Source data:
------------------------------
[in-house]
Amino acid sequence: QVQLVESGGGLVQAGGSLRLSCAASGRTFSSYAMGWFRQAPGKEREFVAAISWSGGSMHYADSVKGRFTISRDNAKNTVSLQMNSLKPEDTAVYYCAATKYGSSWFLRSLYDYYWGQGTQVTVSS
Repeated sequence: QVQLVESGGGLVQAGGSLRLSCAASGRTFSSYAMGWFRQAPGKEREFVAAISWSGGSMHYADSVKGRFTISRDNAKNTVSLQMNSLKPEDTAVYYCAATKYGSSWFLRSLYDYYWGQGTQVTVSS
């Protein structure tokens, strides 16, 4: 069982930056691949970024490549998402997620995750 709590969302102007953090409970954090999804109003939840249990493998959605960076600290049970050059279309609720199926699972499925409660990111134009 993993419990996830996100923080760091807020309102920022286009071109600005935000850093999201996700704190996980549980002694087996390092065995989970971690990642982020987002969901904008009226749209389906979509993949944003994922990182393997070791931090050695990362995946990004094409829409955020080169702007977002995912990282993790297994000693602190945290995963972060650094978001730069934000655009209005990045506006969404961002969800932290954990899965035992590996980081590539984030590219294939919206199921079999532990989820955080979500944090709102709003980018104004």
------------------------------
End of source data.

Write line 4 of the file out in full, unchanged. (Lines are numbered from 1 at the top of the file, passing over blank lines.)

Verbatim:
């Protein structure tokens, strides 16, 4: 069982930056691949970024490549998402997620995750 709590969302102007953090409970954090999804109003939840249990493998959605960076600290049970050059279309609720199926699972499925409660990111134009 993993419990996830996100923080760091807020309102920022286009071109600005935000850093999201996700704190996980549980002694087996390092065995989970971690990642982020987002969901904008009226749209389906979509993949944003994922990182393997070791931090050695990362995946990004094409829409955020080169702007977002995912990282993790297994000693602190945290995963972060650094978001730069934000655009209005990045506006969404961002969800932290954990899965035992590996980081590539984030590219294939919206199921079999532990989820955080979500944090709102709003980018104004």